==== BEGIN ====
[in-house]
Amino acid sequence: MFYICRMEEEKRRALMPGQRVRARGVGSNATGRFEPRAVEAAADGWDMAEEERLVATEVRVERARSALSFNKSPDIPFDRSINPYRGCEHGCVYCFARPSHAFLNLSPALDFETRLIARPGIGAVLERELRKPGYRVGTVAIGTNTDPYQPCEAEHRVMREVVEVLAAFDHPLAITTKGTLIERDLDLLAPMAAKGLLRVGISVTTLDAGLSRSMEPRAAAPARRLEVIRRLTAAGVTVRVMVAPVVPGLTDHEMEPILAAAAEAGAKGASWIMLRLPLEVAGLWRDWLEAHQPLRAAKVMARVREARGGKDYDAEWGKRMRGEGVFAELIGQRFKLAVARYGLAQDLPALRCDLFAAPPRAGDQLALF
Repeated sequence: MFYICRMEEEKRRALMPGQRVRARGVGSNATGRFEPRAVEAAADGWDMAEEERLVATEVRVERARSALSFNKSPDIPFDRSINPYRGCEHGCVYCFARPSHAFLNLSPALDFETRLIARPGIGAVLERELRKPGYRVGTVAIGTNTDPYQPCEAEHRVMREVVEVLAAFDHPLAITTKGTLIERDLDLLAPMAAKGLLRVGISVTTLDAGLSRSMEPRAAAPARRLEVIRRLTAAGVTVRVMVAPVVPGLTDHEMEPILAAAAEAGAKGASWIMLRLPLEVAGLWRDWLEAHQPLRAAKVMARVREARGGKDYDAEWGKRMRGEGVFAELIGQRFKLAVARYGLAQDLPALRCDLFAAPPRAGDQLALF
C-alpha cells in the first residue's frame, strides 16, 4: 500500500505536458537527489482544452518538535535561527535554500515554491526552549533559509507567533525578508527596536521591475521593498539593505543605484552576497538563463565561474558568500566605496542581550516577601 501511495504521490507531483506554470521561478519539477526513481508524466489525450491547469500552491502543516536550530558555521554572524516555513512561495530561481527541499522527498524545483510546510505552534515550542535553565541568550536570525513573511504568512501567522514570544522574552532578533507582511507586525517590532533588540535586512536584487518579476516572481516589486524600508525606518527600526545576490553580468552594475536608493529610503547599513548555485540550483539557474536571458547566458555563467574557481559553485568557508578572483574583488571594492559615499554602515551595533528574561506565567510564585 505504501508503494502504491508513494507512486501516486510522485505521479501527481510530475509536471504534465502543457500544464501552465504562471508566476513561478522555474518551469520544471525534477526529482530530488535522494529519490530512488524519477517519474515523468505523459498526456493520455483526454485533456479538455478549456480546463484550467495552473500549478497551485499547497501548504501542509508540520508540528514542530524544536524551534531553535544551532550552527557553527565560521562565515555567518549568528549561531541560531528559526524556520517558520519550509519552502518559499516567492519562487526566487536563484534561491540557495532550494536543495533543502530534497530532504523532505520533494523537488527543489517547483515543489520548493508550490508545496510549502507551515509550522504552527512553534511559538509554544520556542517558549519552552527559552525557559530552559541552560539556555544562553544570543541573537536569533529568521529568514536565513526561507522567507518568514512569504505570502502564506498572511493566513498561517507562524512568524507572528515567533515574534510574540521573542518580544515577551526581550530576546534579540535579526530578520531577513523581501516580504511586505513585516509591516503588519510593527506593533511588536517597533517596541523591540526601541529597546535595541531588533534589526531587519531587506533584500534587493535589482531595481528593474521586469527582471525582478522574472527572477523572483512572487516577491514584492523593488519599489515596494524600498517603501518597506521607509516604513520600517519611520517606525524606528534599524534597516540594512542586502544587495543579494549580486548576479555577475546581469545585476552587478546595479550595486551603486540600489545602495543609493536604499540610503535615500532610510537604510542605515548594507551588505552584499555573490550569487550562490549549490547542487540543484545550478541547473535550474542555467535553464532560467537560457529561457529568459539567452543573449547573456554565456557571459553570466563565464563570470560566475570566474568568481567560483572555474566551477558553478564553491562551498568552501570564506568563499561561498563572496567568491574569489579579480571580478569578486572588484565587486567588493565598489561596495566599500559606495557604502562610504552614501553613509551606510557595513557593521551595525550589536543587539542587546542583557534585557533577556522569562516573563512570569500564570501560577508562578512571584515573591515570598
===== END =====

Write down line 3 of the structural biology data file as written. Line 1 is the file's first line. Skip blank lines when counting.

Repeated sequence: MFYICRMEEEKRRALMPGQRVRARGVGSNATGRFEPRAVEAAADGWDMAEEERLVATEVRVERARSALSFNKSPDIPFDRSINPYRGCEHGCVYCFARPSHAFLNLSPALDFETRLIARPGIGAVLERELRKPGYRVGTVAIGTNTDPYQPCEAEHRVMREVVEVLAAFDHPLAITTKGTLIERDLDLLAPMAAKGLLRVGISVTTLDAGLSRSMEPRAAAPARRLEVIRRLTAAGVTVRVMVAPVVPGLTDHEMEPILAAAAEAGAKGASWIMLRLPLEVAGLWRDWLEAHQPLRAAKVMARVREARGGKDYDAEWGKRMRGEGVFAELIGQRFKLAVARYGLAQDLPALRCDLFAAPPRAGDQLALF